"I get chills," Strickland said. "I watched my dad finish second in the world when I was a kid. I want to say it was four times that he lost the championship by single-digit points and he never got one. I get chills every time I think about it. My parents were there. My brother was there, as well as my sister, my wife, and kids. Everyone flew in and we weren't even going to go West. I get teared up about it. To win one Championship was great to win, but two was the greatest thing ever! I can't even explain it. There's no words. When you get a police escort back into your town, that's pretty special."
GOTTA GO TO THE BIG GO - Dennis Fisher is a Top Fuel Harley rider. However, for the first time during the 2019 NHRA Mello Yello Drag Racing Series, he is making his season debut.
He has a new sponsor for the Chevrolet Performance U.S. Nationals at Lucas Oil Raceway at Indianapolis.
"I was introduced to the Senior Marketing Executive at Cycle Gear and I made a proposal to them and they liked it," Fisher said. "They liked the idea. We’re showing them what we can do on social media and this is their first foray into drag racing. They’ve been involved in motocross and road racing, but never drag racing until now. We’re going to show them why this is one of the most exciting classes in the NHRA. Top Fuel Harley is a fan favorite and you have to see it to believe it."
Fisher said he had to show Cycle Gear some things, as he said, before the deal was completed for the biggest race of the year. He also said he had to show them that we would represent them in a professional manner.
"We emphasised to them that this is the biggest drag race in the world," he said. "It’s the Big Go or the big dance, whichever you prefer. This is where every drag racer wants to be. And once we showed the stats to them on that, all we had to do is deliver on our end. I want to get into the field and make a good showing for them."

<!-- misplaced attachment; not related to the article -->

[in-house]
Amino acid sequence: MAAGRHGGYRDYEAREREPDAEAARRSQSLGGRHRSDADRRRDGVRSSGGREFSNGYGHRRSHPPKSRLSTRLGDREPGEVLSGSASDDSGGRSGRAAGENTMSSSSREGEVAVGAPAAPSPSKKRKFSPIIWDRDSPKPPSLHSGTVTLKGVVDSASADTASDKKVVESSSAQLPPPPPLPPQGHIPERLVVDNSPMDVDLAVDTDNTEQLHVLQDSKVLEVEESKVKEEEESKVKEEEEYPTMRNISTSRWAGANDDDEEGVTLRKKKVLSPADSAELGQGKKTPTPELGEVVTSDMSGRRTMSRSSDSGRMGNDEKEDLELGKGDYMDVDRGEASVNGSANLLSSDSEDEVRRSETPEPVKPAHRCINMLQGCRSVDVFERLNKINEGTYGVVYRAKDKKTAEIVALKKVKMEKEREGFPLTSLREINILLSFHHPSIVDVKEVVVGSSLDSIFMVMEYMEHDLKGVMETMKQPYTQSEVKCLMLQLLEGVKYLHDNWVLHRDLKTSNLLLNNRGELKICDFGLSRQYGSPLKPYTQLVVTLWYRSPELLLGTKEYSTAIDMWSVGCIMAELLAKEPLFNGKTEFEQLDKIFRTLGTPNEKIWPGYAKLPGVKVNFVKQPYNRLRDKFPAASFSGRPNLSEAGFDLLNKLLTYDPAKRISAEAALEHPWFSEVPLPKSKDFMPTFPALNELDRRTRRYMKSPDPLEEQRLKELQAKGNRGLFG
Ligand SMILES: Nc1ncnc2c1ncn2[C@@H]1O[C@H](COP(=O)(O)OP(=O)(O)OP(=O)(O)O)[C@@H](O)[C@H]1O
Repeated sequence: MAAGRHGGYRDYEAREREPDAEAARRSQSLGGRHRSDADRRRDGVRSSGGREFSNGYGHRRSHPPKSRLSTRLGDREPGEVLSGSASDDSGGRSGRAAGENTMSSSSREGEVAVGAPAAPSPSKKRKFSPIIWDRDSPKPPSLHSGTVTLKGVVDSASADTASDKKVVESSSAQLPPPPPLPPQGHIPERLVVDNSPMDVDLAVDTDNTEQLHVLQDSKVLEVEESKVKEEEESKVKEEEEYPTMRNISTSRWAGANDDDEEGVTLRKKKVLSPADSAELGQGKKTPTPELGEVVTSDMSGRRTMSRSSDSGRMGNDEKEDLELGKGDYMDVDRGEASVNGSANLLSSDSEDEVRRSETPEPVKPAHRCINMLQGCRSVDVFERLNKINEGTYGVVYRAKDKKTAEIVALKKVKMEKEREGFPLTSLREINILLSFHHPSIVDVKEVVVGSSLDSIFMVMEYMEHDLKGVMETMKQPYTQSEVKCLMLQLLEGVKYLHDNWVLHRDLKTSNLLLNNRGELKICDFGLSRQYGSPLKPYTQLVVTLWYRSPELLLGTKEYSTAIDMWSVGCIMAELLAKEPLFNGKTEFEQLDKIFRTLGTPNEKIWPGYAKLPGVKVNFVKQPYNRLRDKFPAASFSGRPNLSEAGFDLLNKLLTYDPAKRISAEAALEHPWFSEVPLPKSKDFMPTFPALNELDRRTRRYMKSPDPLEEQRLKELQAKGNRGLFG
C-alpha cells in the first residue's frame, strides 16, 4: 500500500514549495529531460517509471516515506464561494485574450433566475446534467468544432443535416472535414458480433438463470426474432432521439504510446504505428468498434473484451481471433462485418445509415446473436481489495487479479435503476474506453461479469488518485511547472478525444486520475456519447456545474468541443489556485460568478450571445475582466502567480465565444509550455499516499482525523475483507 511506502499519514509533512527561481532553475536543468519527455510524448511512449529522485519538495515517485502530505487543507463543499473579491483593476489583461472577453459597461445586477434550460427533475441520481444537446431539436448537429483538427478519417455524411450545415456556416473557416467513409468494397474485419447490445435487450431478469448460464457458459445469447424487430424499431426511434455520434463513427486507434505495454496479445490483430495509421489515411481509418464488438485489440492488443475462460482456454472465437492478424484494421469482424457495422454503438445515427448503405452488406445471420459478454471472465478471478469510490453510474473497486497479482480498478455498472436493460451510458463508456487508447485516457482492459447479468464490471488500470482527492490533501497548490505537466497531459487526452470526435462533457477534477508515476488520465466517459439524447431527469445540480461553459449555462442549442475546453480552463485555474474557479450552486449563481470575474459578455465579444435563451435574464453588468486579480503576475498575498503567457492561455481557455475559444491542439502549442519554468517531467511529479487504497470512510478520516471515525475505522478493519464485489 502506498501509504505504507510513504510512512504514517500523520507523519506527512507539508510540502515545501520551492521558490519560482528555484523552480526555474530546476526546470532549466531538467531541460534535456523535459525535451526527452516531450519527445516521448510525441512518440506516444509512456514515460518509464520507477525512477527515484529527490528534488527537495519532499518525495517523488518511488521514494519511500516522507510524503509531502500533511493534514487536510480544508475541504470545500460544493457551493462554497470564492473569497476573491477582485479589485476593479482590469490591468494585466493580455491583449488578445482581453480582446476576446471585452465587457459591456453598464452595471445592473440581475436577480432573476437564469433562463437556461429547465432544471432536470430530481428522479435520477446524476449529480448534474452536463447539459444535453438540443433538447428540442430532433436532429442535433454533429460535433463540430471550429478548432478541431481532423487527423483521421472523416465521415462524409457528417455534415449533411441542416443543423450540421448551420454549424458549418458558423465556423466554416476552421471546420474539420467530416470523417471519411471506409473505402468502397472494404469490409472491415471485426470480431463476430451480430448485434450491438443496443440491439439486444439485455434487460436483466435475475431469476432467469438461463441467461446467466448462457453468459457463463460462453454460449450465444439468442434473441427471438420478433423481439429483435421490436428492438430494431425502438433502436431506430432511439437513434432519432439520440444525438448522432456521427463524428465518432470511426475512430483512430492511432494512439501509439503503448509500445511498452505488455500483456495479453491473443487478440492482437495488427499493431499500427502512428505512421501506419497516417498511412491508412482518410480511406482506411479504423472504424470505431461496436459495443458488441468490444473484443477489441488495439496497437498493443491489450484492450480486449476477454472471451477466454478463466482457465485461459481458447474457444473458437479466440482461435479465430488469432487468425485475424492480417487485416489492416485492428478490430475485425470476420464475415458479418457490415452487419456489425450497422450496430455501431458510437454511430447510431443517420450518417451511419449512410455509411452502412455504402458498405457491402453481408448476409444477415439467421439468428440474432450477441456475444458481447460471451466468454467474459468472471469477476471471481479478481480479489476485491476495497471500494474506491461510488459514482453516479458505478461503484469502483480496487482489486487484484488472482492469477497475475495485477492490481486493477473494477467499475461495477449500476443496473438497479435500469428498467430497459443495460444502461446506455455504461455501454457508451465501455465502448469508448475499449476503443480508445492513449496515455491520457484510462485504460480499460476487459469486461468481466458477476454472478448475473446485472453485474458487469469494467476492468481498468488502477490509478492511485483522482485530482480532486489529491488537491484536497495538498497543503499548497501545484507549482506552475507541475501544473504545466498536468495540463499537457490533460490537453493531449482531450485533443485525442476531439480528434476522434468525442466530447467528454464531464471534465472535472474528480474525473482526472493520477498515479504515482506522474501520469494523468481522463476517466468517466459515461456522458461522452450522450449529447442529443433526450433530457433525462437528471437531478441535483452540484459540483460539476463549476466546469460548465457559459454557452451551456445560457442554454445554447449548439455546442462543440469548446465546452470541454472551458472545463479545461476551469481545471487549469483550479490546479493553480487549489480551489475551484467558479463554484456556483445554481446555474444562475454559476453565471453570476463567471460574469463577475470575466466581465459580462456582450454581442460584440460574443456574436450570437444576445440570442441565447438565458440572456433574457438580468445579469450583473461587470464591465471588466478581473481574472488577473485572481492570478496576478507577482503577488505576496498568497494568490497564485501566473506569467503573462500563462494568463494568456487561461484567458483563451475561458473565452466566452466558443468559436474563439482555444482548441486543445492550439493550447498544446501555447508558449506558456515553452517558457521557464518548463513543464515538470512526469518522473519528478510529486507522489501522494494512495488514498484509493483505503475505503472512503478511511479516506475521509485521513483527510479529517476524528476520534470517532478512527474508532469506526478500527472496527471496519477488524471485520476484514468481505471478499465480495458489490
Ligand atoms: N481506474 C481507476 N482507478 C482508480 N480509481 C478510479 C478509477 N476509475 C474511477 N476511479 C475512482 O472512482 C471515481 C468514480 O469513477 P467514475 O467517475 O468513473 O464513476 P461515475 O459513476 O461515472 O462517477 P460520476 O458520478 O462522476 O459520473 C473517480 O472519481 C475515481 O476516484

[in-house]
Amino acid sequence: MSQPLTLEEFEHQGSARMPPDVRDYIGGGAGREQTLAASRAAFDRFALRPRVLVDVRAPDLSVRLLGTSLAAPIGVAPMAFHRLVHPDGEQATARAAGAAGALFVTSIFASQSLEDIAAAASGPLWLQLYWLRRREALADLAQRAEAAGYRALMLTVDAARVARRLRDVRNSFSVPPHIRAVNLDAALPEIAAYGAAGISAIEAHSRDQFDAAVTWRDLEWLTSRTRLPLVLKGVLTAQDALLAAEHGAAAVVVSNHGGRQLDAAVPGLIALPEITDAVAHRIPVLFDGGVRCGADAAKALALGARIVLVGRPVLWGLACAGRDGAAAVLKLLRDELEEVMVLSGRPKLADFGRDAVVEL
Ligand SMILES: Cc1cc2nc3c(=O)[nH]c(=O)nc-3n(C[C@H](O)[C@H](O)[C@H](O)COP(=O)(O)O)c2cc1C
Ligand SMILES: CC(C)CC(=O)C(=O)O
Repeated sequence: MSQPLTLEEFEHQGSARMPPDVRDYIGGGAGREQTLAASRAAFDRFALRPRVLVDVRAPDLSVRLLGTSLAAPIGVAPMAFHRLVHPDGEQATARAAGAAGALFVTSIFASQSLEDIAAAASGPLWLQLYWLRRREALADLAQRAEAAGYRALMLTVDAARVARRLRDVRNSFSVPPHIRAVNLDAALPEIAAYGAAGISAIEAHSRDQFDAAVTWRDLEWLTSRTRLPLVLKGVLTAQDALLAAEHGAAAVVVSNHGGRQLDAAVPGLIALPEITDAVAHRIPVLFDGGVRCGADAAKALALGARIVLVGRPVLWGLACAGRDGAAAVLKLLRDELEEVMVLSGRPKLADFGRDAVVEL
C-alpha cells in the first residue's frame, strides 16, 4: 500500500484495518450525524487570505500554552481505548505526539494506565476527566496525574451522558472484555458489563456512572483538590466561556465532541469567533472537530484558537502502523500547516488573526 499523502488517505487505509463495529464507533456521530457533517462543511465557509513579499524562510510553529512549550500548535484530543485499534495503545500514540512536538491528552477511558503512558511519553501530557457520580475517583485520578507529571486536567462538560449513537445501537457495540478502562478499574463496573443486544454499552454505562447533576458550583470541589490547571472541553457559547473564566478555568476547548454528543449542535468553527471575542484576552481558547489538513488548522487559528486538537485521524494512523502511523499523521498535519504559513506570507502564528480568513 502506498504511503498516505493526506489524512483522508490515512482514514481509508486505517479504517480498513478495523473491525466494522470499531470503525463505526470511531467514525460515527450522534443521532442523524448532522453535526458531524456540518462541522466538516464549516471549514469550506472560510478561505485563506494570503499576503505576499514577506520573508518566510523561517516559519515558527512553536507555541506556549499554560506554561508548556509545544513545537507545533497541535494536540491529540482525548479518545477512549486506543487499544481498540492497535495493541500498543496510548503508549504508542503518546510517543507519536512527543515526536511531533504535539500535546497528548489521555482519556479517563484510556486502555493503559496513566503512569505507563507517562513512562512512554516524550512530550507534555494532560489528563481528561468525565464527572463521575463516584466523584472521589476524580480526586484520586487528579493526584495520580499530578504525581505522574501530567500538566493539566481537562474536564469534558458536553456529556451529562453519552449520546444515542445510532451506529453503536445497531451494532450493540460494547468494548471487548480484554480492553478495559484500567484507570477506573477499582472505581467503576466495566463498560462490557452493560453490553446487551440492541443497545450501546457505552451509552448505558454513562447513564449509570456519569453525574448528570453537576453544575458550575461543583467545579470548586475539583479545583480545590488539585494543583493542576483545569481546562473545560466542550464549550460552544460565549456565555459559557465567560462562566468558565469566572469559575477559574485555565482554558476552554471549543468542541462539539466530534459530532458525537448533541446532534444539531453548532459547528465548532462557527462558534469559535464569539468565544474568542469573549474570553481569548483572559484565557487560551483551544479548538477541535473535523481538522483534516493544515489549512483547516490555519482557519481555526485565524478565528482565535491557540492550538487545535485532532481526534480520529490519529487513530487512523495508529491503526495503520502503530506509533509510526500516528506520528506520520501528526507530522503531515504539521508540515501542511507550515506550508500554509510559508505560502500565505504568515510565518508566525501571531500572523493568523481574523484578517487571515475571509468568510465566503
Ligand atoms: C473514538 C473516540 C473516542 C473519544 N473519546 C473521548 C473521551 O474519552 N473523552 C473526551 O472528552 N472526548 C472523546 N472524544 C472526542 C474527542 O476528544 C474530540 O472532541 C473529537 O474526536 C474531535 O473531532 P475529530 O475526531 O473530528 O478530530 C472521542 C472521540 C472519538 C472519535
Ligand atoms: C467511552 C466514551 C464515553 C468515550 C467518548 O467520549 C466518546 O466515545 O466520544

Fisher is one of 13 Top Fuel Harley riders, who are competing at this event.
"The best of the best in the sport are here," Fisher said. "It’s an honor and a privilege to be here. Last year, we pitted in the same place, and John Force comes over and is looking at the Top Fuel Harley. A couple of years ago, unfortunately, we had an issue and had a spectacular blow up and we had coverage of that on national television. Tony Pedregon said he would never ride one of those with a seven layer fire suit or a cool set of leathers like that. Dave Reiff said when he was looking at the video, and saw me looking between my legs and said what are you looking at, and I said what do you think I was looking at. I wanted to make sure everything was intact.
"We’re here with the best of the best. The crowd absolutely goes nuts over these things. We run the quarter mile in the low 6’s and we carry the front wheel out to 1,000 feet -- maybe even a little further. It is a spectacular class to watch. This is a whole new level."
"The Nitro Menace" said there will be additional talks with Cycle Gear. He admitted there could be more sponsorship in the future.
"Absolutely," he said. "They’re really excited to see what comes of this. We absolutely have further talks scheduled to talk about the next year. We’re looking forward to 2020 and beyond."
A PLAN COMES TOGETHER - Mick Steele is making his first U.S. Nationals appearance this weekend. The plan to compete in Top Alcohol Dragster came together at the NHRA Southern Nationals presented by Mello Yello in 2018.
Much of Steele's racing has been done in the IHRA. He previously won the 1997 President's Cup National at Maryland International Raceway in Budds Creek, Maryland.